The film focuses on the work of a hugely impressive NGO called Canopy. Set up by Nicole Rycroft around 20 years ago, its mission is to protect ancient and endangered forests through working along supply chains with companies to help them source products sustainably and with consumers to encourage them to use the power of their purse to effect change.

So many of our daily products come from trees. One study estimated that global toilet paper production wipes out about 27,000 trees per day – that's almost 9 million trees per year. And 3 billion trees are felled for packaging each year.

In Sweden, for example, Canopy is working with recycling company Re:Newcell. It’s invented a pioneering technology that promises to transform textile manufacturing. Recycled clothes are processed and pulped until they end up as cellulose sheets from which viscose can be made. And, on the high street, Canopy has partnered with over 170 fashion brands and is connecting them to sustainable suppliers.

I actively dislike shopping – I tend to re-patch and re-mend my clothes until I am forced to accept that they are beyond repair. But, when that happens and I need to buy something new, it’s reassuring to notice that there are more sustainable fabrics on the shop floor. Check out Canopy’s list of partners here before you hit the stores.

WATCH THE FILM HERE

 

 

 


New earthrise Series

At the time of writing I’m really excited to be producing a new season of earthrise, which will be broadcast on Al Jazeera English early in 2021. It hasn’t been easy commissioning an international series in the middle of a pandemic, with all the obstacles this presents for filming, but I’m hopeful we’ll pull it off. And I’m determined to make it happen.

The Covid-19 pandemic has highlighted how urgent the need to tackle the environmental crisis has become. Our wanton destruction of the natural world has brought wildlife and humans in closer proximity than ever before, making the spillover of viruses from animals to humans inevitable.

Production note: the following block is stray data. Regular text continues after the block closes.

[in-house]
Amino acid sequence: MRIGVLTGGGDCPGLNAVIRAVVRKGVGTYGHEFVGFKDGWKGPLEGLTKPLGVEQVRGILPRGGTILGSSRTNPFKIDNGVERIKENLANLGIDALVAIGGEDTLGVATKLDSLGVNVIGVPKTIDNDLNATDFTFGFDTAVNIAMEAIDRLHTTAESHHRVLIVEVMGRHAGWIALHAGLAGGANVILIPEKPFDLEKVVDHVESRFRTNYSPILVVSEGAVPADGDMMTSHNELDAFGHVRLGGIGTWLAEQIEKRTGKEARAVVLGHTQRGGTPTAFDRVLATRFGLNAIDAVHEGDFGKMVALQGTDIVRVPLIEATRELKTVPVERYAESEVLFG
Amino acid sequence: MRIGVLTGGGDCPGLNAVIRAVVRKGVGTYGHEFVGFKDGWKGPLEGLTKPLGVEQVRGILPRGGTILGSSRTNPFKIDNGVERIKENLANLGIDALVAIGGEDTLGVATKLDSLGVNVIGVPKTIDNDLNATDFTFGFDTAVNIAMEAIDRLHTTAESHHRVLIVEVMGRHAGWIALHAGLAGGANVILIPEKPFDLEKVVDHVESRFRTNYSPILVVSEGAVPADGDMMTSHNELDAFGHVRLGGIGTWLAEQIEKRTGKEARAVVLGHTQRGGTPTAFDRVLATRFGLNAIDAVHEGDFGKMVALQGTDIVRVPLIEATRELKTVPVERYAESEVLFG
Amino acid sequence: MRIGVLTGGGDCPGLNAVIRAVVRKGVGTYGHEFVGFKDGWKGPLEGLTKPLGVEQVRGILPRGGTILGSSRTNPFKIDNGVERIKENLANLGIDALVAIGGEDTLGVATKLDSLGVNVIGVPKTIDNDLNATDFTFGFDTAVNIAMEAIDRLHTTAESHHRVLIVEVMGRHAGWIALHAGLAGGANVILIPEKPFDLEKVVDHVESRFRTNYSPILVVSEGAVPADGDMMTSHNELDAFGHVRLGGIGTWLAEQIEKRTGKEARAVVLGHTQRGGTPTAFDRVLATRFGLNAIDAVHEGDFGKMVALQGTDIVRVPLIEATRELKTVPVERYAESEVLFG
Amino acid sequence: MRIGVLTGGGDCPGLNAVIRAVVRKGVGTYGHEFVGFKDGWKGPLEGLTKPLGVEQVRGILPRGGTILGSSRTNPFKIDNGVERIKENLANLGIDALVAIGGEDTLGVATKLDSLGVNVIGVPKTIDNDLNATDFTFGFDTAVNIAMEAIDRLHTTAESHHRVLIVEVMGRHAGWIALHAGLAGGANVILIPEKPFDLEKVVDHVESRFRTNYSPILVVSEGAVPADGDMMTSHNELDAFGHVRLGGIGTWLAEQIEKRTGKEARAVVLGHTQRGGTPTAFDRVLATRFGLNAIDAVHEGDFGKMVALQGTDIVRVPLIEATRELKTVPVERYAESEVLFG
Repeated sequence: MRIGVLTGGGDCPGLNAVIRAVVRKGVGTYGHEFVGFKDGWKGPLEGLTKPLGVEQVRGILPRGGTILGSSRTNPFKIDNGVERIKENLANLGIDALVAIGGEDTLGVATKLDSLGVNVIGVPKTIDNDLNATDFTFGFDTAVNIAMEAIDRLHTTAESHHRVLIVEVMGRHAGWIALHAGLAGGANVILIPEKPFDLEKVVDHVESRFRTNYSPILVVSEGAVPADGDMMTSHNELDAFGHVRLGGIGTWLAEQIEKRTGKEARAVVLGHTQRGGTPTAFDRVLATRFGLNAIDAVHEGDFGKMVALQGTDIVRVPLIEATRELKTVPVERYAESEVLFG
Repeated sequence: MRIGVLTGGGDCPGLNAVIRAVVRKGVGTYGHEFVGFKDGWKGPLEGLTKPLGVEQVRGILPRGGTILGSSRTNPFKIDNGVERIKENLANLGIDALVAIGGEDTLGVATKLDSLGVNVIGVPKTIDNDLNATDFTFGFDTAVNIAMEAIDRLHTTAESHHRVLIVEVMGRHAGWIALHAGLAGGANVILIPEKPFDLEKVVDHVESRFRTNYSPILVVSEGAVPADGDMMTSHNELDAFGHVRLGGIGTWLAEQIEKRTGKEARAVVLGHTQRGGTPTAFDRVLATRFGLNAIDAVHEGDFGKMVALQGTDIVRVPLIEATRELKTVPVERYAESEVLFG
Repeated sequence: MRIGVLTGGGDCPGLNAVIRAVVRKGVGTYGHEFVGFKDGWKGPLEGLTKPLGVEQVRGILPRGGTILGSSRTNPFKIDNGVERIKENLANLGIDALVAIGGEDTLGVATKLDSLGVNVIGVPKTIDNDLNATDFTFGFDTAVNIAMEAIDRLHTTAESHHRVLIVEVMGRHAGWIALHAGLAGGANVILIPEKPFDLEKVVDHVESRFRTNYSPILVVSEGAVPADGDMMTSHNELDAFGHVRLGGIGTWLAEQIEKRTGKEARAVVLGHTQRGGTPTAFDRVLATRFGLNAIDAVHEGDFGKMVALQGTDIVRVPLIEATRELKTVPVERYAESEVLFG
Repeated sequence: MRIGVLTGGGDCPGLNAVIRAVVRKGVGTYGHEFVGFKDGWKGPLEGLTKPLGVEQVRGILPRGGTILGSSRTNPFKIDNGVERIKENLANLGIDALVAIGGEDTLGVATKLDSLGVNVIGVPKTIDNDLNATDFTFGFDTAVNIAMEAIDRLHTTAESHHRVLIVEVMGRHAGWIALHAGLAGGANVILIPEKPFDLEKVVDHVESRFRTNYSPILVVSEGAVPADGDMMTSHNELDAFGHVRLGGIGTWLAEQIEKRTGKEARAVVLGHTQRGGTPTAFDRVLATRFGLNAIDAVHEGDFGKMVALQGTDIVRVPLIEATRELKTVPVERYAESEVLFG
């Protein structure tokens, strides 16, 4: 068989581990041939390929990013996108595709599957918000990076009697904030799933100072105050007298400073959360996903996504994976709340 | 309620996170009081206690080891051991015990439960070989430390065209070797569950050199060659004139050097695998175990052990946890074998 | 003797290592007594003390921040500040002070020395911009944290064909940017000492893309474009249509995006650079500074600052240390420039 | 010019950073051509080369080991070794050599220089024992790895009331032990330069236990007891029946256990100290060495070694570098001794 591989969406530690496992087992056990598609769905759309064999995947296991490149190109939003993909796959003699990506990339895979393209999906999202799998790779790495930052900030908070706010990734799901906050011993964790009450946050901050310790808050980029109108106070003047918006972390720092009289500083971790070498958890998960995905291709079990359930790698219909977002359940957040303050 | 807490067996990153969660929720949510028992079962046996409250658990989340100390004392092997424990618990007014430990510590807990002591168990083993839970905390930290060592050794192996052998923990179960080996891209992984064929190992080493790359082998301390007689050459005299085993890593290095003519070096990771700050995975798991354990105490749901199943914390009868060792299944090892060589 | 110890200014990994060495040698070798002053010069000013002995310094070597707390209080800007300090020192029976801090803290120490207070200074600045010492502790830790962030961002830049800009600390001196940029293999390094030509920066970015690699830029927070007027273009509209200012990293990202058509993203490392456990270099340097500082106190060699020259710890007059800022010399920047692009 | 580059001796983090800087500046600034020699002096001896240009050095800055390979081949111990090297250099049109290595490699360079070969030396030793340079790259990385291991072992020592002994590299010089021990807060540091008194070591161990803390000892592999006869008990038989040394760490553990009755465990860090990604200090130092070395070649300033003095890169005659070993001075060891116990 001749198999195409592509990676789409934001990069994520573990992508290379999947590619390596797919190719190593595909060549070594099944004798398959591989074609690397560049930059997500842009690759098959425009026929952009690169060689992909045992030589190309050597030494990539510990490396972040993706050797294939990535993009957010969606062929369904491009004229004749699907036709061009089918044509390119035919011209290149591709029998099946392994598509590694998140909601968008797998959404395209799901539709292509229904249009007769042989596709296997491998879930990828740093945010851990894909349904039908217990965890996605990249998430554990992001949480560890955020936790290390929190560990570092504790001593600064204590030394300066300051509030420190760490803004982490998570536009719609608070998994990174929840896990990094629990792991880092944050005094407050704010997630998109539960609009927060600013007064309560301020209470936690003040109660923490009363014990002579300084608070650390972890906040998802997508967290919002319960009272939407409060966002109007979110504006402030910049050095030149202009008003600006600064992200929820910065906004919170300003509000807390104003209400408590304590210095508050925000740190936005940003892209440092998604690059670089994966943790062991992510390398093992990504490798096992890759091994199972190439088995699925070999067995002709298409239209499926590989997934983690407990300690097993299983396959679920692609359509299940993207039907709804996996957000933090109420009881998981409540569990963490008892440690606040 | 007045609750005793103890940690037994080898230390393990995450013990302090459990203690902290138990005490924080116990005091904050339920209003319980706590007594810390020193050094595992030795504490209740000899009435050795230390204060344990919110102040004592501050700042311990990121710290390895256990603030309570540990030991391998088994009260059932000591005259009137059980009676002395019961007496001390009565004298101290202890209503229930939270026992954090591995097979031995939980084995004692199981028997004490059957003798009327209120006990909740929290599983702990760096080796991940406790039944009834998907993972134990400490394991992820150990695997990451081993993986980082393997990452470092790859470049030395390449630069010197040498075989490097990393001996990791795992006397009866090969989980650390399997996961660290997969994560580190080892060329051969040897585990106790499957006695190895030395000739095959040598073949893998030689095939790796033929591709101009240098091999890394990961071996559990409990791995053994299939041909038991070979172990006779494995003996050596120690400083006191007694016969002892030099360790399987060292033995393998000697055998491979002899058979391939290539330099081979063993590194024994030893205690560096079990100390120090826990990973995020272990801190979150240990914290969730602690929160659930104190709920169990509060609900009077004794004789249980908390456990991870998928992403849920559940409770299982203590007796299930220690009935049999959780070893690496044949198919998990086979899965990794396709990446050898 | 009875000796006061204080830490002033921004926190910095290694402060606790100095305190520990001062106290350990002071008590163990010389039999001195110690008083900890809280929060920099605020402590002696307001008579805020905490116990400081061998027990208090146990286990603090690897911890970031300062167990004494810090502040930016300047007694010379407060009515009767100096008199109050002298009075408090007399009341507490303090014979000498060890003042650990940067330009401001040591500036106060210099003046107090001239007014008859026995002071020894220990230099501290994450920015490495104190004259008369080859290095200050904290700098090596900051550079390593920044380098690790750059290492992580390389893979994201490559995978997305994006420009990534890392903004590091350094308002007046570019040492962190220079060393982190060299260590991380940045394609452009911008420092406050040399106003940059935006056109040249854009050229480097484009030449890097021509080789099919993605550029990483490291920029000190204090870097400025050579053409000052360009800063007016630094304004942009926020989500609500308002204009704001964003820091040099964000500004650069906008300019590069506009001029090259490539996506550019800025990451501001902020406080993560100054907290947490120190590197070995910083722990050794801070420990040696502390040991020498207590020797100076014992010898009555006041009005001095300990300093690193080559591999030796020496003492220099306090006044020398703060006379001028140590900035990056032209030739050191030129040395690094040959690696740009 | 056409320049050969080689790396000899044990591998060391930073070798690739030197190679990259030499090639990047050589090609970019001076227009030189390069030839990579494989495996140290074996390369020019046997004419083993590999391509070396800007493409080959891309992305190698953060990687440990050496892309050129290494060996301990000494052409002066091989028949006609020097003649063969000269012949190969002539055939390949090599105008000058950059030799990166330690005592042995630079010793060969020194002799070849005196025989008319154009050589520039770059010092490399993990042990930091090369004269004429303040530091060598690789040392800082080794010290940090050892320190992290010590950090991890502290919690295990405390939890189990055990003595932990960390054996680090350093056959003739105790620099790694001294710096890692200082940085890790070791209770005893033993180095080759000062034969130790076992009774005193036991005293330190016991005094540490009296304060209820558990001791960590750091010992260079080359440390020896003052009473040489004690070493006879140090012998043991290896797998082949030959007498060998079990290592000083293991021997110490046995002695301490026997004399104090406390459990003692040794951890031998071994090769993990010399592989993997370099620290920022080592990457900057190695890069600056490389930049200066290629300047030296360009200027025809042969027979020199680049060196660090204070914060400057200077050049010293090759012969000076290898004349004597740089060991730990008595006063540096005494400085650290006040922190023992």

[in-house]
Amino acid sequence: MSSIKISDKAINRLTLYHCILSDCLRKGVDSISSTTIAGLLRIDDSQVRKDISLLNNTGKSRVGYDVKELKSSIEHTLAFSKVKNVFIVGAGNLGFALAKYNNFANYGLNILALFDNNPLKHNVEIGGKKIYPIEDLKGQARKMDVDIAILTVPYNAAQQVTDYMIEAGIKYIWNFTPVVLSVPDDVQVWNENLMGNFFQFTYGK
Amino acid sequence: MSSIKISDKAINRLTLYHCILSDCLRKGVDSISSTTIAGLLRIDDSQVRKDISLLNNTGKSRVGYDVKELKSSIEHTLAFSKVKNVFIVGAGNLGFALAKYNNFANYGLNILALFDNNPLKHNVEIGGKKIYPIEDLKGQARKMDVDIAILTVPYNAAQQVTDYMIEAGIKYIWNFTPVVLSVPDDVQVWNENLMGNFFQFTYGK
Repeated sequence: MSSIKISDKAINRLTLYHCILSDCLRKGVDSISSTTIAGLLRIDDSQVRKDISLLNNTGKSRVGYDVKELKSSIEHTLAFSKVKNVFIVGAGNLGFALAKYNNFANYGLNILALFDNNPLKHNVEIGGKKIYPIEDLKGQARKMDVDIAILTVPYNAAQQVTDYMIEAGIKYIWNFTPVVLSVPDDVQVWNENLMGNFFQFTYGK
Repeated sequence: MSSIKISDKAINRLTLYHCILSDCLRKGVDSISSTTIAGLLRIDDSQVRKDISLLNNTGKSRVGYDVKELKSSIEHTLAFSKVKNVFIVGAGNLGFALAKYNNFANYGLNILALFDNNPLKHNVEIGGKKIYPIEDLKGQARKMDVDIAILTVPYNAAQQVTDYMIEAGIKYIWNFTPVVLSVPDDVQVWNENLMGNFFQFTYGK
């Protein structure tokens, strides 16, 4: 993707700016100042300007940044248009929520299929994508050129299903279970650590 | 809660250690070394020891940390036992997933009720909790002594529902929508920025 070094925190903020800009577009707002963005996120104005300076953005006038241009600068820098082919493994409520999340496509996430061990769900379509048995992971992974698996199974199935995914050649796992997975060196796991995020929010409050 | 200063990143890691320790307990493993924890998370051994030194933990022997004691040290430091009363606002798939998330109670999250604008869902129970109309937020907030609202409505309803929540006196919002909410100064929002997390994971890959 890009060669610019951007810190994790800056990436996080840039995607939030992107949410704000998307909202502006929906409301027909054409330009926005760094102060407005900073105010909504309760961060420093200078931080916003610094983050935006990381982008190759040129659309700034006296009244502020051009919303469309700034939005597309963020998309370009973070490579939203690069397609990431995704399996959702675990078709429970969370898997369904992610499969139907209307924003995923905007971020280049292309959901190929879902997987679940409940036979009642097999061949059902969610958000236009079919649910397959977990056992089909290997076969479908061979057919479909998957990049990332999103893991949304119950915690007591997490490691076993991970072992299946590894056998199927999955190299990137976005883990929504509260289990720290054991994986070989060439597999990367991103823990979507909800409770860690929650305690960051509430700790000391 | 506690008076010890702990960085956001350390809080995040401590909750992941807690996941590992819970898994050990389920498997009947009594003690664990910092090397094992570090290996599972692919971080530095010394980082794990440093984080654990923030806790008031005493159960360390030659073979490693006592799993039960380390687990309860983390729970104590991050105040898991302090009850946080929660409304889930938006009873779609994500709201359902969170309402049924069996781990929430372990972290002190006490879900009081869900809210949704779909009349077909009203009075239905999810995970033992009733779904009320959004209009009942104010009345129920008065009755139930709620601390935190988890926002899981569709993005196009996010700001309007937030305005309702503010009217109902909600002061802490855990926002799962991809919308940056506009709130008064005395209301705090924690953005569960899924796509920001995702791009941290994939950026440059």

But the pandemic has also given real glimmers of hope that long-lasting and positive change is possible. People are becoming increasingly aware of the link between planetary and human health and, therefore, of the urgent need to protect the natural world. The cries – from business leaders, politicians, scientists, citizens - to ‘build back better’ and to invest in green, clean economies are becoming louder. The kinds of solutions we have been talking about for years at earthrise are firmly on the table.

Here are a couple of recent articles with links to some previous earthrise films that speak to the present moment:

Five Environmental Films to Watch on Earth Day

Five Films to Watch on World Environment Day 

I’m looking forward to the next series and to exploring more solutions being developed by people around the world who are committed to protecting life on earth and turning the climate crisis around.


earthrise wins 4 awards

Earthrise, the environmental solutions series Amanda Executive Produces for Al Jazeera English, has won more awards. It scooped up eight at the New York Film and Television Festivals Awards on 22nd April 2020. Four Silver and four Bronze. Plus four finalist credits.

The whole series won in four categories - Climate Change & Sustainability, Magazine Format, Educational & Instructional (all Silver) and Environment & Ecology (Bronze).